Until someone close to you suffers with a mental health problem, I’m not really sure a true understanding of the impact can be realised. Powerlessly watching the deterioration of emotional, psychological and social wellbeing throws up a whole host of responses from the onlooker; heart wrenching pain, exasperation, sadness and just plain worry. Cognitive Behavioural Therapy is one of many treatments along with medication if it’s needed but these are only available if the sufferer can find the courage to ask for help in the first instance and there are no easy quick fixes.
Exercise is also widely regarded as a legitimate coping strategy for those struggling with mental health conditions. As a runner I can totally get on board with how exercise can reduce stress levels, reduce depression and increase general well being. Any form of accessible exercise that can be done regularly can have a positive effect. This could be team sports, running, swimming, trampolining, you name it!
Up until a year or so ago, I was plodding along with an awareness of mental health issues but limited knowledge. But then someone very special and very close to me began to suffer with increasingly frequent anxious spells. Something triggered his mental equilibrium to veer off balance and suddenly life began to look and feel very different.
For the family of Tom (name has been changed), the last year has been a huge learning curve of which I have been part of. It’s very difficult to search for anything positive when someone you love is gripped with anxiety. These anxious and almost obsessive thoughts impacted on moods and behaviour and on bad days Tom’s brain was completely hijacked and clear and rational thinking was virtually impossible. The body’s natural alarm system was kicking in daily and whilst adrenaline is great when it makes a timely and welcome appearance such as moving to safety quickly or during a race, when released regularly it can be exhausting and so to counteract this, the sufferer puts in place behaviours and rituals to help cope. These obsessive compulsions were now another hurdle to overcome.
Luckily for Tom, exercise was already an established part of his life and along with professional intervention, it has been his sport that has played a huge part in his recovery. Running in particular has helped Tom develop both a mental and physical resilience and has encouraged the development of coping strategies.
It has been an unbearably difficult 12 months but having following Tom’s journey closely and felt the desperation and hopelessness that anxiety can inflict on the sufferer and the family, I have searched for something positive to take forward.
It wasn’t hard to find. Through the dark times, the relentlessness and unpredictability of anxiety, Tom has been nothing other than an inspiration to all those who love him. He has demonstrated such strength and resilience as he battles to rewire the mixed up pathways in his brain. I have tried to unpick what it is about Tom that makes him so strong; he has innate drive within him to both fight his mental demons which he successfully is transferring to his favourite thing – running.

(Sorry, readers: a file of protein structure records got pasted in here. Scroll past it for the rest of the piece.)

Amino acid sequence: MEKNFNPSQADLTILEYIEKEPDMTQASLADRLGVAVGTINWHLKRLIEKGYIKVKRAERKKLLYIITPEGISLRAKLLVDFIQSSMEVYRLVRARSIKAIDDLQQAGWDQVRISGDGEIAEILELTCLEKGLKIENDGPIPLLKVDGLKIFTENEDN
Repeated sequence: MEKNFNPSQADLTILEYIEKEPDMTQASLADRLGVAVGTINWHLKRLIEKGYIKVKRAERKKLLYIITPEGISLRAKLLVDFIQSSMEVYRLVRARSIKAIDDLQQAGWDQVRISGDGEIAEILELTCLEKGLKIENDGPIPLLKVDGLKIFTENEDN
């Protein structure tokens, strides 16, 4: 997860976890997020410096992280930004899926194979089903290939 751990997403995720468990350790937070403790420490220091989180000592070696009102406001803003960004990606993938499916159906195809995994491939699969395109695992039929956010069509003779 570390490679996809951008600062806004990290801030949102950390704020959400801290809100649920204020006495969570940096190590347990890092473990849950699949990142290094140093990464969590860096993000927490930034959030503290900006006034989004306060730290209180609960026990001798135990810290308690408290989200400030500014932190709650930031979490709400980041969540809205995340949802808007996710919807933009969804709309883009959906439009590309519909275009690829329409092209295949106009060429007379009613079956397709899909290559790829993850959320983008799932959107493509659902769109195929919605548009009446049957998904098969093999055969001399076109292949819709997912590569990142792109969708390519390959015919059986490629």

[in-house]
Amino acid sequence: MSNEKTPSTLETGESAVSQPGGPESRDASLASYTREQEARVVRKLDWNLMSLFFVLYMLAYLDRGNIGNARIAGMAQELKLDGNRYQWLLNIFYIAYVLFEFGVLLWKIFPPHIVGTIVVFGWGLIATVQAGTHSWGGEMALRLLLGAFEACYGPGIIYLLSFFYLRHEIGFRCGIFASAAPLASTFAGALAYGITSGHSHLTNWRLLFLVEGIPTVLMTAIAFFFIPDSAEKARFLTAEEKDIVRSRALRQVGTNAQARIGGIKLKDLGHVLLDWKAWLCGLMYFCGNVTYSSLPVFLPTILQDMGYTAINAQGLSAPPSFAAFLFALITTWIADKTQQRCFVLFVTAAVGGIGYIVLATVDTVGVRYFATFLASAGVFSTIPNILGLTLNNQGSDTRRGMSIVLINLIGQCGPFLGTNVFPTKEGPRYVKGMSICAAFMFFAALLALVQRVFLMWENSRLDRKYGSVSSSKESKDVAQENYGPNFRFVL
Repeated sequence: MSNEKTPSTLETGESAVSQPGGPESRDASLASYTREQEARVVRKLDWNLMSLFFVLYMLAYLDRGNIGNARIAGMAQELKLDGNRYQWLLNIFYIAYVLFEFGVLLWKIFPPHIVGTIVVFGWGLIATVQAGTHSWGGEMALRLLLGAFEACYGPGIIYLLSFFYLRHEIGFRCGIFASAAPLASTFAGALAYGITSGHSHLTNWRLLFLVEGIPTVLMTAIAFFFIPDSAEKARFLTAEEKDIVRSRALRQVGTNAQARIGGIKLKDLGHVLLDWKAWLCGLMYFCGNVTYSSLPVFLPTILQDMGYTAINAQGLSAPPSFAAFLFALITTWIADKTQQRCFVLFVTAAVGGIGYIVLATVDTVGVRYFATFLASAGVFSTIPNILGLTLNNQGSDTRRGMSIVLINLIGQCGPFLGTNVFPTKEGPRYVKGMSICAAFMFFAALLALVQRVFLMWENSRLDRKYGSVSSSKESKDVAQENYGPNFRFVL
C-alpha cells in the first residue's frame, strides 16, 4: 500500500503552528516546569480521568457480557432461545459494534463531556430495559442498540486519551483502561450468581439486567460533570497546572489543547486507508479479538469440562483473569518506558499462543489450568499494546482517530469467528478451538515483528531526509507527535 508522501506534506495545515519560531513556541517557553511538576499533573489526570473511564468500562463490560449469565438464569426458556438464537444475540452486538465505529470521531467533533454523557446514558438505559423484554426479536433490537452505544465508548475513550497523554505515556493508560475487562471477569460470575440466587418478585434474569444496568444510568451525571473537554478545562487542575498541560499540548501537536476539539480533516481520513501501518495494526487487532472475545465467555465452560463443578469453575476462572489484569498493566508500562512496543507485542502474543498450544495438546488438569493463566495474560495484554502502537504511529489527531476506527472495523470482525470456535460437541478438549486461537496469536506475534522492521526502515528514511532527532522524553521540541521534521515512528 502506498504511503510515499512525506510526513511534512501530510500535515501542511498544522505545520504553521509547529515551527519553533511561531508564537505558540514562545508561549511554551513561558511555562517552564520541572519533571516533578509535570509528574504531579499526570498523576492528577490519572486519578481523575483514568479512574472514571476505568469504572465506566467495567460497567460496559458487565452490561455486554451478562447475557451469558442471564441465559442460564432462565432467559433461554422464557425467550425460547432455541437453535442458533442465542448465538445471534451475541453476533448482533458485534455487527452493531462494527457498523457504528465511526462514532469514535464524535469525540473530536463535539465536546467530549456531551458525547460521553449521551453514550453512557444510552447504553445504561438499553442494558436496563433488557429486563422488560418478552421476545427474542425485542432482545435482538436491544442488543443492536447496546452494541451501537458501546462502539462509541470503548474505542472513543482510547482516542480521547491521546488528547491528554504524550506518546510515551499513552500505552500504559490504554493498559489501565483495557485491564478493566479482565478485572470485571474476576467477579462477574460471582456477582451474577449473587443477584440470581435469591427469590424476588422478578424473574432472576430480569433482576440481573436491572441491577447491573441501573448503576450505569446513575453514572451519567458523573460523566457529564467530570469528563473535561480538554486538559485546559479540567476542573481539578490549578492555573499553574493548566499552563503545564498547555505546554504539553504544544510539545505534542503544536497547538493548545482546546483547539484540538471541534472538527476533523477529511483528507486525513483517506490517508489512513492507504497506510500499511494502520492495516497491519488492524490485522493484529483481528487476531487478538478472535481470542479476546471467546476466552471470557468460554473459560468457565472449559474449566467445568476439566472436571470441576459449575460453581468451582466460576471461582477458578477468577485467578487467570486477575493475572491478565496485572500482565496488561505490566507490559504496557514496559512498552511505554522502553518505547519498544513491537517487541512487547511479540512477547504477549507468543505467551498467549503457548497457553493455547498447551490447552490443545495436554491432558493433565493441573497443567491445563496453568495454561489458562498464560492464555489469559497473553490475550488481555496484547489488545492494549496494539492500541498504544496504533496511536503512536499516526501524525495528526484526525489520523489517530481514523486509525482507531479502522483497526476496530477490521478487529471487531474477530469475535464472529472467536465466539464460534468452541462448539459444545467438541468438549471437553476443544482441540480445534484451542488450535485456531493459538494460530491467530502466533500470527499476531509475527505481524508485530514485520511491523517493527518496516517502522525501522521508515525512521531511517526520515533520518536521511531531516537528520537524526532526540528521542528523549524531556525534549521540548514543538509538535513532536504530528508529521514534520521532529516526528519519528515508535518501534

I have identified 4 principles inspired by Tom that I think we could all learn something from:
The key to success is to start before you are ready.
If Tom had waited until he was ready, he would not have achieved anything. Anxious thoughts would talk him out of everything. This same principle can be adopted by us. Why wait until Monday to start a new training plan or healthy eating programme? Get out there and just do it. Waiting for the perfect conditions is futile. Make a change now and don’t look back.
Do one thing every day that scares you.
Tom did and still does. His need to put himself in a situation in which he felt nervous or uncomfortable was humbling. As a grown up I’m not sure I would have the courage to do the same. Let’s move away from our comfort zone because that really is where the magic happens.
If you want something you will find a way. If you don’t you will find an excuse.
Tom’s anxious brain presented him with more than enough excuses to not leave the house some days but Tom’s rational brain wanted more for him. He had an inherent desire to move on from the bad place he found himself in. His need to go for a run or to have a semblance of a normal life was far greater than the need to crawl back into bed and give up. We should all know our ‘whys’. What is our motivation to succeed at our chosen sport or weight loss programme? Get it clear in your head before the excuses start to flood any progress.
Feel the fear and do it anyway.
Tom has a 100% success rate as despite the odds feeling like they’re stacked against him, not once did he fail to get up and do his very best. He embraces that fear. And so can we. No excuses.
For Tom and his family, a corner has definitely been turned and whilst the vicious cycle of anxiety can still take hold, the triggers have been identified and certain situations can now be handled. For Tom, exercise and running in particular not only visibly lift his mood but they give him a focus, something to work on and when he succeeds it increases his self esteem.
Exercise and the positivity associated with accomplishment has been key and his self-worth has grown immeasurably through investment from other people or groups such as mentors, clubs and school. Tom hasn’t allowed his anxiety to define him. With the help of a supportive family and his sport, Tom’s equilibrium is slowly being restored and I fully believe he will emerge from this stronger and more determined.